Wednesday, February 29, 2012

Simon Wren-Lewis — Why introductory macroeconomics should ditch the LM curve

I have become more and more embarrassed at having to teach the IS-LM model. The IS curve is fine, but the LM curve is not. The reason is obvious enough: central banks do not operate a fixed money supply policy. It would be nice to tell students that the fiction that the monetary authorities fix money is a harmless fairy story, but I do not believe this. Here are just three mistakes or confusions caused by using the LM curve.
Read it at mainly macro
Why introductory macroeconomics should ditch the LM curve
For teachers and students of economics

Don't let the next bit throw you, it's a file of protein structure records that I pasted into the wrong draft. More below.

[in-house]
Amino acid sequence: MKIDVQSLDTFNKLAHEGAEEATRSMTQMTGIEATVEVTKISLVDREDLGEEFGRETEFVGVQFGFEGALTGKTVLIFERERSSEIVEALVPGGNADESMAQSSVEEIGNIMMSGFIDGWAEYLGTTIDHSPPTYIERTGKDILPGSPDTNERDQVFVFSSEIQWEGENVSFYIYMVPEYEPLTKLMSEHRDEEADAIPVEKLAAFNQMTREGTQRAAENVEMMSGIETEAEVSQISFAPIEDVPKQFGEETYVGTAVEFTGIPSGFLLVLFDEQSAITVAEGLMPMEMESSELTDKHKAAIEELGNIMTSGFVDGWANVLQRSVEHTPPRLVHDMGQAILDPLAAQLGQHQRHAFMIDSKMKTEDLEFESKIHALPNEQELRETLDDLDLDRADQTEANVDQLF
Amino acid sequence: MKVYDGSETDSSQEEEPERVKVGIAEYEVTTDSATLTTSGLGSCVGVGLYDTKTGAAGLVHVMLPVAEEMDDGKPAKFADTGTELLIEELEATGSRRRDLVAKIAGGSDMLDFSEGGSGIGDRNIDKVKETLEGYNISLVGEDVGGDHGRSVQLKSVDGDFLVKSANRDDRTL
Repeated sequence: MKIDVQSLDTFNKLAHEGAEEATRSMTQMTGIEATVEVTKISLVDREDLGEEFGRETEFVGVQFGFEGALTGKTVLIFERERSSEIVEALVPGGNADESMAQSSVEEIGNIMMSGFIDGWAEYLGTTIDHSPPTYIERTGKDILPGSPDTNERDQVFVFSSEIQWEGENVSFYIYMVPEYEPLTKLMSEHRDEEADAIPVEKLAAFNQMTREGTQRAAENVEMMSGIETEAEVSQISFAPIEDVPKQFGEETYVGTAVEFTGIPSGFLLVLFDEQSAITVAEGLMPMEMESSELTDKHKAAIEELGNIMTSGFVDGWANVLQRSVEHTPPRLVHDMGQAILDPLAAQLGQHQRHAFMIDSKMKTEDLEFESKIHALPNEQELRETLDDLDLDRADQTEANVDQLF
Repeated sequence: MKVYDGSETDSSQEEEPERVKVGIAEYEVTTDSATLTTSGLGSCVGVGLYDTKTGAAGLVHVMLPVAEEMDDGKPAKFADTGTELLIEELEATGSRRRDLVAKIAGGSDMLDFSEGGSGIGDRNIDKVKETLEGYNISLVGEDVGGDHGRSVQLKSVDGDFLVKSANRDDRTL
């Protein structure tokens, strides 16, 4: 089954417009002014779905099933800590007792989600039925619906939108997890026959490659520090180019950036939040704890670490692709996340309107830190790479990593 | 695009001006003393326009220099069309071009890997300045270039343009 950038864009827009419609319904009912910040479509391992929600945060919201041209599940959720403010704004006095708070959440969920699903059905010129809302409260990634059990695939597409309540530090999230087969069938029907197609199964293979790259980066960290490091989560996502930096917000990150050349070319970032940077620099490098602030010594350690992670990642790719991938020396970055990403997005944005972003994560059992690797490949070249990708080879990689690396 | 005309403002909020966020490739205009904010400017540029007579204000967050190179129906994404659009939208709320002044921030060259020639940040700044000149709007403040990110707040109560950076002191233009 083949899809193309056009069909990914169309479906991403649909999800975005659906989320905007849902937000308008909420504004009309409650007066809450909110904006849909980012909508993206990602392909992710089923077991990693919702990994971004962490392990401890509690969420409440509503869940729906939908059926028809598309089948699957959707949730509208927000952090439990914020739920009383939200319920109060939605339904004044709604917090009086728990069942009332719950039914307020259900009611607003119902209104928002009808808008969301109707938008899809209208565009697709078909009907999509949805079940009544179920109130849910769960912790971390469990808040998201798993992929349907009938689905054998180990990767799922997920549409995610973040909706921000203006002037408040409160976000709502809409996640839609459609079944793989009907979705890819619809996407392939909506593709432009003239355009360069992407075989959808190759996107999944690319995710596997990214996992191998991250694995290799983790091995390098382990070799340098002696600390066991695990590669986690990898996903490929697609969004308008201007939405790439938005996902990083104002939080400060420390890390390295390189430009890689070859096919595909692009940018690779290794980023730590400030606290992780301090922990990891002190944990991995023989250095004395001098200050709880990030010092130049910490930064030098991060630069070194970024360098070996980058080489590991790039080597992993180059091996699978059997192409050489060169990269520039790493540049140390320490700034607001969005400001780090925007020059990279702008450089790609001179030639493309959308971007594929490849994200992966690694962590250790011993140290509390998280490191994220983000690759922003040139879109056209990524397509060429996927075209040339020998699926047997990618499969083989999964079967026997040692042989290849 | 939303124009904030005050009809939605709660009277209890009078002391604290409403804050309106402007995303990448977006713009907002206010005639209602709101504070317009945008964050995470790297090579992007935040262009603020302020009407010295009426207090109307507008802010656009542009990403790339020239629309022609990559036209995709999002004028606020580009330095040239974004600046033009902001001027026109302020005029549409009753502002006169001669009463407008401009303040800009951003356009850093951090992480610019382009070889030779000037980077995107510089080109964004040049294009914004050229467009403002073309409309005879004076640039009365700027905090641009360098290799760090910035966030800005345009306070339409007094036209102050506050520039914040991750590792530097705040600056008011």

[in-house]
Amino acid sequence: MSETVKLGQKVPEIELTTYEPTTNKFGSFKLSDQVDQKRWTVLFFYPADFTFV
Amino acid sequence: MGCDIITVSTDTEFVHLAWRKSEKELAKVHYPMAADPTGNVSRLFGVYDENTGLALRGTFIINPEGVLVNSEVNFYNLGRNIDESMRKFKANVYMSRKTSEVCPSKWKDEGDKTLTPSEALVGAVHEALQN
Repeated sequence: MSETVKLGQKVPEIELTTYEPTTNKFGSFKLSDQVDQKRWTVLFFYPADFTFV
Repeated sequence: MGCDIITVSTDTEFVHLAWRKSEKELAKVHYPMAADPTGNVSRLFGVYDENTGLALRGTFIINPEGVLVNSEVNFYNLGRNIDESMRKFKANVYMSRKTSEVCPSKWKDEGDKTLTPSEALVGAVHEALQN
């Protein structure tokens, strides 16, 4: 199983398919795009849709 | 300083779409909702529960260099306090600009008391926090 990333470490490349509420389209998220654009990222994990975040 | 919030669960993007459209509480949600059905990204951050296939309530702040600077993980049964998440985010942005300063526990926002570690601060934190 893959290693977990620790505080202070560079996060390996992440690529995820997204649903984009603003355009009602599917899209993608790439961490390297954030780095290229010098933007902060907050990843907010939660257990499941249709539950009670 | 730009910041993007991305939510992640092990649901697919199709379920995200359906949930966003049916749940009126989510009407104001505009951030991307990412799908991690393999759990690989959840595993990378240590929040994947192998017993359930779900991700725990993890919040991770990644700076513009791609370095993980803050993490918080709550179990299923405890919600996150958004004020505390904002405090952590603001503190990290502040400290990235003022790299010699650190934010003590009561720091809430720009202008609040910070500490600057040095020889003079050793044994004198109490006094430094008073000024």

by Simon Wren-Lewis | Professor of Economics, Oxford University

 IS curve is fine? Then why are corporations saving trillions and not investing at ZIRP?

Favorite quote:
I sometimes say to master’s students just starting the core macro course that they will spend some time learning about the same stuff as they did when they were undergraduates: inflation, unemployment, business cycles. The key difference is that what they learn will only be 5 or 10 years out of date, compared to material that is 30 years out of date for undergraduates. Strange, but unfortunately true.


Adam1 said...

When I read stuff like this I seriously want a refund on my education. The whole IS/LM model is bunk. And he doesn't even know it. Why tinker with fixing something that is so fundementally wrong?

Tom Hickey said...

Hopefully, when Randy and Bill's macro textbook is published, this will start to go away.